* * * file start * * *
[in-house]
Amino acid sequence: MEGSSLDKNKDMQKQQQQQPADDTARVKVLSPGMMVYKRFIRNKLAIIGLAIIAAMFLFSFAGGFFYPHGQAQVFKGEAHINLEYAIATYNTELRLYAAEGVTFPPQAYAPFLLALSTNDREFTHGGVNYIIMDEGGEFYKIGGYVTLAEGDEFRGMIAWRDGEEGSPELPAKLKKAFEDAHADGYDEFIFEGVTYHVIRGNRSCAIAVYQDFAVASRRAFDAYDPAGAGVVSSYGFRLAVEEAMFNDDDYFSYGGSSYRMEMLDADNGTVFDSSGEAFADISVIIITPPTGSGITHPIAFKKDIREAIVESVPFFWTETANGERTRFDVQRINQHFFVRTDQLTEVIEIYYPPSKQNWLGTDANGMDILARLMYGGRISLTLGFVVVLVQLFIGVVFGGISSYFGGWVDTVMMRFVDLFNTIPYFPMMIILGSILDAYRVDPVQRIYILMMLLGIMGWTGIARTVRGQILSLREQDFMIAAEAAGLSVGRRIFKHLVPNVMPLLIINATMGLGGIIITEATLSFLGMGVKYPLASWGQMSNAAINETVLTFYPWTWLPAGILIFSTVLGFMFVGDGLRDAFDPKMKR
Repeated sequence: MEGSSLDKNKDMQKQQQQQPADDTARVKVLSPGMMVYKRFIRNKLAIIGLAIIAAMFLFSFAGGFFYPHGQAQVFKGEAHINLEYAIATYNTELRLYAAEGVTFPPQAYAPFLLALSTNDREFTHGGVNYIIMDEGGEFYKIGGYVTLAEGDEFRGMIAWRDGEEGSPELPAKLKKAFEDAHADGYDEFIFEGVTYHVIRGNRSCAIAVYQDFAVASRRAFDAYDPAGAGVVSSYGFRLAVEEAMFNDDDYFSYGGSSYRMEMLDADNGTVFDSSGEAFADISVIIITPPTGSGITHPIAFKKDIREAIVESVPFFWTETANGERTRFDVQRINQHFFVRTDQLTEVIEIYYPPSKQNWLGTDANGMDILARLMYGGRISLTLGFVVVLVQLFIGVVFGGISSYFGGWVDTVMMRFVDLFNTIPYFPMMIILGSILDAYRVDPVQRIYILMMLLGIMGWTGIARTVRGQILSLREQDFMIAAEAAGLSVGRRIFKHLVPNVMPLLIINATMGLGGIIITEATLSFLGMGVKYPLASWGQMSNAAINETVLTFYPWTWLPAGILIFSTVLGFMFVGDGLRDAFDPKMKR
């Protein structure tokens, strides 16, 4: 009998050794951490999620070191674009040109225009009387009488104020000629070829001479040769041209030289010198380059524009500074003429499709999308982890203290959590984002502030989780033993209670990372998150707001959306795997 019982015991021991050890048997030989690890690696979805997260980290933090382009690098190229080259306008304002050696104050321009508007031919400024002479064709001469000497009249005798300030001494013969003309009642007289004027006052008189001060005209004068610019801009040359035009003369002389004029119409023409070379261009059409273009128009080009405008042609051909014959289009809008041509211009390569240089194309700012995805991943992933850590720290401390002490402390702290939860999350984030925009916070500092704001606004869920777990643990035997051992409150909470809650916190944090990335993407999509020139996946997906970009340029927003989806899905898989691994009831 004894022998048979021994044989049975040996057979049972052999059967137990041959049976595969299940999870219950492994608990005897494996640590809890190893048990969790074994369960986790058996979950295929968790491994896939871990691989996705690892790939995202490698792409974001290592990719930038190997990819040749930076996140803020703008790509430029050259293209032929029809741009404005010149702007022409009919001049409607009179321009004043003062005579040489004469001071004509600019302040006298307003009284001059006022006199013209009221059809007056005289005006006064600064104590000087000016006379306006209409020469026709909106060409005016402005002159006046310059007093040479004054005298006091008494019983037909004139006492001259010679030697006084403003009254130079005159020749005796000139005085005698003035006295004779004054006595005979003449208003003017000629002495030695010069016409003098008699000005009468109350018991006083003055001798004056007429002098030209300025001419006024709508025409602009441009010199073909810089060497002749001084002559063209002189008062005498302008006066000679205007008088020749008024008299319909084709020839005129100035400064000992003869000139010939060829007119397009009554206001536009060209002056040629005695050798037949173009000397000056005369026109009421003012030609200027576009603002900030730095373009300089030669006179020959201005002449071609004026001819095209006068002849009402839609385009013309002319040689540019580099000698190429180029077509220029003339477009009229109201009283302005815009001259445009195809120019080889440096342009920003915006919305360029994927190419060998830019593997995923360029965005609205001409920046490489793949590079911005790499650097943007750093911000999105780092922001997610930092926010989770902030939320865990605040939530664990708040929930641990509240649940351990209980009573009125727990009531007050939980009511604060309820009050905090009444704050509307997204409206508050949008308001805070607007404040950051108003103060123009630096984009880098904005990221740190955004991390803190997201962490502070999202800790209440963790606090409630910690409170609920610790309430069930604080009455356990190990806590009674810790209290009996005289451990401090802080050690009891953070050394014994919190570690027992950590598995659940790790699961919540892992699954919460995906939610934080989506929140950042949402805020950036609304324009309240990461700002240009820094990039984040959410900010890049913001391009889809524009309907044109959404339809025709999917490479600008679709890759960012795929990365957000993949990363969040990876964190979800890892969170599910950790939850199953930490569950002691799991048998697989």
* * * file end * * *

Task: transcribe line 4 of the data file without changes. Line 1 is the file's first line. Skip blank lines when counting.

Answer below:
């Protein structure tokens, strides 16, 4: 009998050794951490999620070191674009040109225009009387009488104020000629070829001479040769041209030289010198380059524009500074003429499709999308982890203290959590984002502030989780033993209670990372998150707001959306795997 019982015991021991050890048997030989690890690696979805997260980290933090382009690098190229080259306008304002050696104050321009508007031919400024002479064709001469000497009249005798300030001494013969003309009642007289004027006052008189001060005209004068610019801009040359035009003369002389004029119409023409070379261009059409273009128009080009405008042609051909014959289009809008041509211009390569240089194309700012995805991943992933850590720290401390002490402390702290939860999350984030925009916070500092704001606004869920777990643990035997051992409150909470809650916190944090990335993407999509020139996946997906970009340029927003989806899905898989691994009831 004894022998048979021994044989049975040996057979049972052999059967137990041959049976595969299940999870219950492994608990005897494996640590809890190893048990969790074994369960986790058996979950295929968790491994896939871990691989996705690892790939995202490698792409974001290592990719930038190997990819040749930076996140803020703008790509430029050259293209032929029809741009404005010149702007022409009919001049409607009179321009004043003062005579040489004469001071004509600019302040006298307003009284001059006022006199013209009221059809007056005289005006006064600064104590000087000016006379306006209409020469026709909106060409005016402005002159006046310059007093040479004054005298006091008494019983037909004139006492001259010679030697006084403003009254130079005159020749005796000139005085005698003035006295004779004054006595005979003449208003003017000629002495030695010069016409003098008699000005009468109350018991006083003055001798004056007429002098030209300025001419006024709508025409602009441009010199073909810089060497002749001084002559063209002189008062005498302008006066000679205007008088020749008024008299319909084709020839005129100035400064000992003869000139010939060829007119397009009554206001536009060209002056040629005695050798037949173009000397000056005369026109009421003012030609200027576009603002900030730095373009300089030669006179020959201005002449071609004026001819095209006068002849009402839609385009013309002319040689540019580099000698190429180029077509220029003339477009009229109201009283302005815009001259445009195809120019080889440096342009920003915006919305360029994927190419060998830019593997995923360029965005609205001409920046490489793949590079911005790499650097943007750093911000999105780092922001997610930092926010989770902030939320865990605040939530664990708040929930641990509240649940351990209980009573009125727990009531007050939980009511604060309820009050905090009444704050509307997204409206508050949008308001805070607007404040950051108003103060123009630096984009880098904005990221740190955004991390803190997201962490502070999202800790209440963790606090409630910690409170609920610790309430069930604080009455356990190990806590009674810790209290009996005289451990401090802080050690009891953070050394014994919190570690027992950590598995659940790790699961919540892992699954919460995906939610934080989506929140950042949402805020950036609304324009309240990461700002240009820094990039984040959410900010890049913001391009889809524009309907044109959404339809025709999917490479600008679709890759960012795929990365957000993949990363969040990876964190979800890892969170599910950790939850199953930490569950002691799991048998697989």